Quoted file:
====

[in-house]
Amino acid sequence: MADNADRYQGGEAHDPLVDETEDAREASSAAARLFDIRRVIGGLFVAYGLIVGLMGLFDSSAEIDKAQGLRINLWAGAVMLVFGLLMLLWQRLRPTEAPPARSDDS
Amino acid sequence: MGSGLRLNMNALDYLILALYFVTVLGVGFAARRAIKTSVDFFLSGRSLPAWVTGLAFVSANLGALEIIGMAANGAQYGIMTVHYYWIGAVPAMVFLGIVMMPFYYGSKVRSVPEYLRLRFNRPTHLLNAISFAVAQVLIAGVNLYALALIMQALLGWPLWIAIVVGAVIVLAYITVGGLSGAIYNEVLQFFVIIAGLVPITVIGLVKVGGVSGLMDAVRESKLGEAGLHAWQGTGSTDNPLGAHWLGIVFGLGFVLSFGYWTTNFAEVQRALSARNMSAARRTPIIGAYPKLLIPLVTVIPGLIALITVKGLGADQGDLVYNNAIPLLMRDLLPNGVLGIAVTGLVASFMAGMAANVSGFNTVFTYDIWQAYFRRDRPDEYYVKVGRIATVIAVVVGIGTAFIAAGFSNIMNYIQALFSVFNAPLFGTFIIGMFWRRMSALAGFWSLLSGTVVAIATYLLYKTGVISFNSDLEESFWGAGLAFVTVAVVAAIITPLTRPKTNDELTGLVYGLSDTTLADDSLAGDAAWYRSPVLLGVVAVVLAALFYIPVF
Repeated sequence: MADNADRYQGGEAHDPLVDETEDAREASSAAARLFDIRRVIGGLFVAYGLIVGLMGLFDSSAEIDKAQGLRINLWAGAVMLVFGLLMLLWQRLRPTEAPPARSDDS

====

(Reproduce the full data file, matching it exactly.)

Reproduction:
[in-house]
Amino acid sequence: MADNADRYQGGEAHDPLVDETEDAREASSAAARLFDIRRVIGGLFVAYGLIVGLMGLFDSSAEIDKAQGLRINLWAGAVMLVFGLLMLLWQRLRPTEAPPARSDDS
Amino acid sequence: MGSGLRLNMNALDYLILALYFVTVLGVGFAARRAIKTSVDFFLSGRSLPAWVTGLAFVSANLGALEIIGMAANGAQYGIMTVHYYWIGAVPAMVFLGIVMMPFYYGSKVRSVPEYLRLRFNRPTHLLNAISFAVAQVLIAGVNLYALALIMQALLGWPLWIAIVVGAVIVLAYITVGGLSGAIYNEVLQFFVIIAGLVPITVIGLVKVGGVSGLMDAVRESKLGEAGLHAWQGTGSTDNPLGAHWLGIVFGLGFVLSFGYWTTNFAEVQRALSARNMSAARRTPIIGAYPKLLIPLVTVIPGLIALITVKGLGADQGDLVYNNAIPLLMRDLLPNGVLGIAVTGLVASFMAGMAANVSGFNTVFTYDIWQAYFRRDRPDEYYVKVGRIATVIAVVVGIGTAFIAAGFSNIMNYIQALFSVFNAPLFGTFIIGMFWRRMSALAGFWSLLSGTVVAIATYLLYKTGVISFNSDLEESFWGAGLAFVTVAVVAAIITPLTRPKTNDELTGLVYGLSDTTLADDSLAGDAAWYRSPVLLGVVAVVLAALFYIPVF
Repeated sequence: MADNADRYQGGEAHDPLVDETEDAREASSAAARLFDIRRVIGGLFVAYGLIVGLMGLFDSSAEIDKAQGLRINLWAGAVMLVFGLLMLLWQRLRPTEAPPARSDDS